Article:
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Project

Regulation and Targeting of CD24 in Bladder Cancer

Funder: National Cancer Institute

Funding period
USD 5.4 M
Funding amount
Abstract
? DESCRIPTION (provided by applicant): CD24, a GPI-linked plasma membrane protein, is a major yet understudied biomarker of poor patient outcomes in many cancer types. CD24 was long believed to lack the ability to drive aggressive tumor phenotypes. We challenged this view by showing CD24 drives bladder tumor growth and metastasis, revealing CD24 as a therapeutic target. However, anti-CD24 monoclonal antibody (mAb) therapy only led to moderate reduction in tumor growth and lung metastasis. Interestingly, we found shRNA and mAb both depleted cell surface CD24 similarly, yet shRNA reduced tumor growth and metastasis and intracellular CD24 levels more profoundly. We also discovered CD24 in the nucleus (nCD24). nCD24 is chromatin bound, and its level is reduced more by shRNA than by mAb. nCD24 drives bladder cancer cell growth and gene expression, while high patient tumor levels are associated with poor outcome. Since the moderate impact of mAb therapy may be due to an inability to deplete nCD24, we searched for ways to reduce total cellular CD24 and discovered that androgen receptor (AR) stimulation induces CD24 expression. Concurrent work defining the mutational landscape of bladder cancer found CBP and its paralog p300 are commonly mutated in tumors of low stage, grade and CD24 expression. Importantly, in their wild type form these bind AR and enhance its activity while depletion of CBP or p300 reduces bladder cancer cell CD24 expression and in vitro growth. Here we propose the Hypothesis that WT CBP/p300 and androgen drive metastasis via induction of CD24, which in turn regulates effectors of this process; and thus enhancing CD24 depletion therapy will improve tumor control. Three Specific Aims will test this hypothesis: 1) Investigate the relationship of CBP/p300 to CD24, tumor growth and patient outcome: The biological and prognostic relevance of CBP/p300 mutations or expression is unknown in any cancer. Using human tumor specimens and human bladder cancer cells lacking CBP/p300, we test the hypothesis that WT CBP/p300 expression is a poor prognostic marker for patients and, using animal models, that this is driven in part by CD24 and AR. 2) Determine the effectors of CD24. Finding nCD24 drives tumor growth and gene expression is a paradigm-shifting explanation of how CD24 can impact cancer behavior without an intracellular domain and why mAb therapy is suboptimal. We use ChIP-seq, transcriptional profiling, animal models and human specimens to test the hypothesis that nCD24 induces genes that drive bladder tumor progression. 3) Enhance the effectiveness of CD24 depletion therapy. CD24 depletion by si/shRNA or mAb leads to tumor regrowth in vivo despite continued CD24 suppression. Here we test the hypothesis that acquired and intrinsic resistance of cancer cells to CD24 depletion is due to specific targetable genes. We apply a synthetic lethal screen to identify those responsible for intrinsic resistance and study RCHY1, a gene we found induced in CD24 shRNA depleted bladder cancer cells as a promising candidate driver of acquired resistance. Impact: Our work will provide clinically relevant biomarkers and therapeutic targets while informing CBP/p300 and CD24 biology fields.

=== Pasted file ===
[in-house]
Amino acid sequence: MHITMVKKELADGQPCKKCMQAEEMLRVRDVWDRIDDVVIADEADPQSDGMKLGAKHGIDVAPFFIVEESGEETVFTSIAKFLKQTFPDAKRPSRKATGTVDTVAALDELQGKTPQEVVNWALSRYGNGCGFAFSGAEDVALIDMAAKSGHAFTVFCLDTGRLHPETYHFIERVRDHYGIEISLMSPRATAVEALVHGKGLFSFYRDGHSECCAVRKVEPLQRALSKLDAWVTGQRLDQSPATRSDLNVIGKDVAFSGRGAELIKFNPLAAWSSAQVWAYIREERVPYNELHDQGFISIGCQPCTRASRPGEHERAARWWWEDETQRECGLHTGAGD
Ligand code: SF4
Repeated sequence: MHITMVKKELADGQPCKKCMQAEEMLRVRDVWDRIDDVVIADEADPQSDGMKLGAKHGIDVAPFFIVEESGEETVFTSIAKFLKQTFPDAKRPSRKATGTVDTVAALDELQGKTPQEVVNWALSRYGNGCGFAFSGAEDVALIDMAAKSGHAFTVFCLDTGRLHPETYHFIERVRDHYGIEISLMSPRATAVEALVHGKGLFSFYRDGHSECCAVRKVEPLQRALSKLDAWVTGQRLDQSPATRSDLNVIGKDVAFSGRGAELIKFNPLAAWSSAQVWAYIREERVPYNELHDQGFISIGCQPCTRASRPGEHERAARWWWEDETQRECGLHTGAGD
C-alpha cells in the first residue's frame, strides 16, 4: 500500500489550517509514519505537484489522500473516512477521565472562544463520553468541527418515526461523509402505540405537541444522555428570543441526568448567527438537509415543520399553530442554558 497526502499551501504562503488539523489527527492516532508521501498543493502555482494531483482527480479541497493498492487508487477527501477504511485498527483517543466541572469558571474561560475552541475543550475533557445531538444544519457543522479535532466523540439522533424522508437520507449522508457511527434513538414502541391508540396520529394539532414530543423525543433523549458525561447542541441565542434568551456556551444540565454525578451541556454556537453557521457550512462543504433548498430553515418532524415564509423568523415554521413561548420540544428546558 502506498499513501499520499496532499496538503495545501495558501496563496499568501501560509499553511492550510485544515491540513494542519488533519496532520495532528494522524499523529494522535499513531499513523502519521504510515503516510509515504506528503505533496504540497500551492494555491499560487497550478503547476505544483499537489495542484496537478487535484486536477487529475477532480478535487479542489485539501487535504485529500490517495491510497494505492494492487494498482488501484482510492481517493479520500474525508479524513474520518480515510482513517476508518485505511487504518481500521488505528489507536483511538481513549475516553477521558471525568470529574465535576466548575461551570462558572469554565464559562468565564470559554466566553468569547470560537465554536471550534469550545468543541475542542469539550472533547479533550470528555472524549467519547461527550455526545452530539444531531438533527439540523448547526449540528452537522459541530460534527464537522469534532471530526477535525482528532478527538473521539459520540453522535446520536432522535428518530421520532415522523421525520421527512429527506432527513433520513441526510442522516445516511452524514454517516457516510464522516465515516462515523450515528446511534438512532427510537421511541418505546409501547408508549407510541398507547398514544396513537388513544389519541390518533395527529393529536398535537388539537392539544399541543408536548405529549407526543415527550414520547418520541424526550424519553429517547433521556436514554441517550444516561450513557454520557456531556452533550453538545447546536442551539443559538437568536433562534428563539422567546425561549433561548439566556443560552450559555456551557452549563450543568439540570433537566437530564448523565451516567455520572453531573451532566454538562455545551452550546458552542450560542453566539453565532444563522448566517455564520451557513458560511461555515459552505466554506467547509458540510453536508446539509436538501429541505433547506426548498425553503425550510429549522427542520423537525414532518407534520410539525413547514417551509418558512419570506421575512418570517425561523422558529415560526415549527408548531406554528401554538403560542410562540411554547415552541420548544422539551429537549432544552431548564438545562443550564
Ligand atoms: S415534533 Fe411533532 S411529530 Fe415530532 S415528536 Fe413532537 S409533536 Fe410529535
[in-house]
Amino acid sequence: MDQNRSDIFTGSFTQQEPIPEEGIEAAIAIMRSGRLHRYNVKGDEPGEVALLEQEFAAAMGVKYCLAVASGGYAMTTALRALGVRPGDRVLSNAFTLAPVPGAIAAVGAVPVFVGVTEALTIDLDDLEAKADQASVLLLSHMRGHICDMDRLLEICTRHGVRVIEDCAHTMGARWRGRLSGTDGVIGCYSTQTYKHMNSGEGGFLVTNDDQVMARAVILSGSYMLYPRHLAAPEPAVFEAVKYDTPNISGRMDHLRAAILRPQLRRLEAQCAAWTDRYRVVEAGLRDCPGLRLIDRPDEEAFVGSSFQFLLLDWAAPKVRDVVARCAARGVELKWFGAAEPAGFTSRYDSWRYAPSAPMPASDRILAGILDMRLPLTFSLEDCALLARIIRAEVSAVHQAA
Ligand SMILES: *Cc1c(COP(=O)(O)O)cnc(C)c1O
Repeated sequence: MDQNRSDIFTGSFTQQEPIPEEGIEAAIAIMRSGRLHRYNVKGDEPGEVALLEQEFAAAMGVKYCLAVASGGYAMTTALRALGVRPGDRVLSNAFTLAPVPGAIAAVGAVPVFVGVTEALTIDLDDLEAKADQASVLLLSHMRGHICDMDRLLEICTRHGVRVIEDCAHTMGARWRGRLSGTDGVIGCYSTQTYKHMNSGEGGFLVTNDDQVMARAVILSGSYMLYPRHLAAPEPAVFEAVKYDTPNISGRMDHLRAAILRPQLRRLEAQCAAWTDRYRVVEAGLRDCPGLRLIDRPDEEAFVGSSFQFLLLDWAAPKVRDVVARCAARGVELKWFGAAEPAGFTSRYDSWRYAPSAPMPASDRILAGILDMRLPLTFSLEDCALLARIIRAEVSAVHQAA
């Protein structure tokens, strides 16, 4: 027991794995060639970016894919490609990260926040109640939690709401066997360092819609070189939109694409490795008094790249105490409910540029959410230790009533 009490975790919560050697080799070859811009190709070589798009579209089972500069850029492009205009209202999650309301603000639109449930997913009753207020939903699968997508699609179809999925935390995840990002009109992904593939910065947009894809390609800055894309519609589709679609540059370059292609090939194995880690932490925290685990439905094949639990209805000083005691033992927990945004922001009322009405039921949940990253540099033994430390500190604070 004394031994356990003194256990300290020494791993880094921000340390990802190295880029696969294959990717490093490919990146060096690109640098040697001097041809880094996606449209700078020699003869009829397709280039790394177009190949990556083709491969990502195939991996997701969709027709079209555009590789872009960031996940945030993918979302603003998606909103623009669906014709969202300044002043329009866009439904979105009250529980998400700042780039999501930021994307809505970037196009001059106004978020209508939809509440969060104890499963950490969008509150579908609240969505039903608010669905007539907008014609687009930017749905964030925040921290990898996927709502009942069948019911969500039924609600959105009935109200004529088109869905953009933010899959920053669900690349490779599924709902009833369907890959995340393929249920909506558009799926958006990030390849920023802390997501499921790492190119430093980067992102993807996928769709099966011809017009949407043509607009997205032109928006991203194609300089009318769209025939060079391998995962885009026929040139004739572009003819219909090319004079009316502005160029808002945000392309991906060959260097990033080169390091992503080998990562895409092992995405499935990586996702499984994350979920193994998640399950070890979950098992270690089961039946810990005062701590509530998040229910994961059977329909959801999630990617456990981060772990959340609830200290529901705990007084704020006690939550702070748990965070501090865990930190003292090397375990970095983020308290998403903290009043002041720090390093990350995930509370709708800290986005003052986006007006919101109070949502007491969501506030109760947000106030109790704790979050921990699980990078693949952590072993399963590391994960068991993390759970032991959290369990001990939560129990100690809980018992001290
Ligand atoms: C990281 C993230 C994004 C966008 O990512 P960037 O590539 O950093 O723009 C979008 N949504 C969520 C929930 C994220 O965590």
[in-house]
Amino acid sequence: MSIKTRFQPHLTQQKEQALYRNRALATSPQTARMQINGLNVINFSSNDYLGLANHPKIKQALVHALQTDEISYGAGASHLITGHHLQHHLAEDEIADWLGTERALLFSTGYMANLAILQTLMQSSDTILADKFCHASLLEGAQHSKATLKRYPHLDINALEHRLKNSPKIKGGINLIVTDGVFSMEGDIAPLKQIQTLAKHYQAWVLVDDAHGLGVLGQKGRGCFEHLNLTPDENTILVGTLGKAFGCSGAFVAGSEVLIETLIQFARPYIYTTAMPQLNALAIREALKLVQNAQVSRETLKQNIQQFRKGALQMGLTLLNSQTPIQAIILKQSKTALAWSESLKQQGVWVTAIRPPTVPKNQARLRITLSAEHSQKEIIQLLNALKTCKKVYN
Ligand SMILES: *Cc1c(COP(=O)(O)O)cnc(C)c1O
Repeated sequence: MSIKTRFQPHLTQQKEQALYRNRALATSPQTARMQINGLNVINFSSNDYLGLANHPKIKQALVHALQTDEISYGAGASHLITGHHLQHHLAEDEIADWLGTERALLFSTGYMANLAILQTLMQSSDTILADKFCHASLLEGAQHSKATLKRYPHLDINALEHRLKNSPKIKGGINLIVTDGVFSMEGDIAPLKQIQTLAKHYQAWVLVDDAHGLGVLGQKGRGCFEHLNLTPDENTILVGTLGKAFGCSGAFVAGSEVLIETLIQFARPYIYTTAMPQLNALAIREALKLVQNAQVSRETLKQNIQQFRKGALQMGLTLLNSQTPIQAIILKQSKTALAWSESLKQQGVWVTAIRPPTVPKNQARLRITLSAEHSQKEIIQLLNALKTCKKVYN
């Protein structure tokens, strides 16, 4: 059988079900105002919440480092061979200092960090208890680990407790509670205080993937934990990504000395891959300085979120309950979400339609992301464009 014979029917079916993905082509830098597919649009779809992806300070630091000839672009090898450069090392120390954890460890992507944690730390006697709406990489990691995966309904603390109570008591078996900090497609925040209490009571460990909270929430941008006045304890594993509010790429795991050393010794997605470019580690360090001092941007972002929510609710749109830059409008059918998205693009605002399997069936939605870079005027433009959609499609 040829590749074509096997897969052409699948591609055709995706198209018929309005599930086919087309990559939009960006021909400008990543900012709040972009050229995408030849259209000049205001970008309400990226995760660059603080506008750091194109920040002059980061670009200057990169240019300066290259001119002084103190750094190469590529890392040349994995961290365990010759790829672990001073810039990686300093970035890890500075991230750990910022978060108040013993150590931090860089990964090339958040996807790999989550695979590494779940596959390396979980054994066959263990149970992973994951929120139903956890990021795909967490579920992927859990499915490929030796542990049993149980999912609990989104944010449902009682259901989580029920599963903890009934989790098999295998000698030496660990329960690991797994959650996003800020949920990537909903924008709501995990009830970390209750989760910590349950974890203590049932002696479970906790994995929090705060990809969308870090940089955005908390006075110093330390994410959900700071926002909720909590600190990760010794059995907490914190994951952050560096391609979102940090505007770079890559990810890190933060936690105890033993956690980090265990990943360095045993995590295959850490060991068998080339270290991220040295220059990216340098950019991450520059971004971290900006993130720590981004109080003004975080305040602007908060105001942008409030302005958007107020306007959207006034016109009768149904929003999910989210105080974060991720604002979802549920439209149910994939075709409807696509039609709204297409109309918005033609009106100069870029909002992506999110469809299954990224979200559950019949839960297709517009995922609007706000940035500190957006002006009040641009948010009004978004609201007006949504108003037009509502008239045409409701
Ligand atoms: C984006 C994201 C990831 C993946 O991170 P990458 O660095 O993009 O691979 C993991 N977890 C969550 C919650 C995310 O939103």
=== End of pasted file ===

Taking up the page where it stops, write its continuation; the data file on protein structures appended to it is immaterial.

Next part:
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System

Categories
  • FOR (ANZSRC)

    0601 Biochemistry and Cell Biology

  • FOR (ANZSRC)

    1112 Oncology and Carcinogenesis

  • RCDC

    Biotechnology

  • RCDC

    Cancer

  • RCDC

    Genetics

  • RCDC

    Urologic Diseases

  • HRCS HC

    Cancer

  • HRCS RAC

    2.1 Biological and endogenous factors

  • Health Research Areas

    Biomedical

  • Broad Research Areas

    Basic Science